Recovery has become an essential part of my training, especially now that I'm getting older and (hopefully) wiser!  My favorite recovery tool is the Recovery Pump system; I could sit in my boots for hours if I had the time.  On a typical day I'll wear the Recovery Boots for at least an hour in the evening while I'm winding down.  For additional compression I'll wear compression sleeves or socks, particularly when I'm flying or spending extra time in the car.  I'm also pretty religious with using a foam roller to work out any knots---I work at a gym where foam rollers are readily accessible plus I have two or three rollers at my house, so I have no excuses!  If my legs are especially worked I'll take an ice bath and sleep with my legs elevated.  Oh yes, and let's not forget that "s" word---SLEEP!  I'm not much of a napper but I do aim for a solid 8 hours each night.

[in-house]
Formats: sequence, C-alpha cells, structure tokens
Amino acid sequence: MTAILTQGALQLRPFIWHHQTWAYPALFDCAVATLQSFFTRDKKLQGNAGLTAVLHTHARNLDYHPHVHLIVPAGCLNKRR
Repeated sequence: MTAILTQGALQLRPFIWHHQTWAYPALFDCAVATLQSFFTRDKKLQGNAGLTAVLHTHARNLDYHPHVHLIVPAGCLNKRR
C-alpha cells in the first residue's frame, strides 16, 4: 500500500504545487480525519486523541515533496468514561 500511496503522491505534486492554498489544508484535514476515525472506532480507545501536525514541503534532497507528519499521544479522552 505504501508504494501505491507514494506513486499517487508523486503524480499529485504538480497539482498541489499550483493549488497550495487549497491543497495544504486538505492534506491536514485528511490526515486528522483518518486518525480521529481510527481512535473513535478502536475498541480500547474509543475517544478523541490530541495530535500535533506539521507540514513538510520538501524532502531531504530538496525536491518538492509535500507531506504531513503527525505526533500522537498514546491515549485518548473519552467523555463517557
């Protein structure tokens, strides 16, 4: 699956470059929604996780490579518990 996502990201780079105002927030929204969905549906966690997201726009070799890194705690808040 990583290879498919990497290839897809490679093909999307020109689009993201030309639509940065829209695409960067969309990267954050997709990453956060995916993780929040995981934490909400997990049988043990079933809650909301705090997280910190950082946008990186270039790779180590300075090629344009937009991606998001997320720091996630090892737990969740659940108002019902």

Any tips for us sea level people training for altitude racing?
Well, I'm in the reverse situation these days so I may not be much help!  I guess the most important thing is to recognize that it's going to be more challenging on your lungs to race at altitude and then just make sure you arrive physically fit at your race.  It wouldn't hurt to do some specific training that especially taxes your lungs, like hill repeats for running and biking, and maybe doing some hypoxic swimming sets or swimming with a snorkel.  If you're not used to altitude then definitely breathe more during the swim leg of the race if you feel the need! 

Winning Rev3CP 2011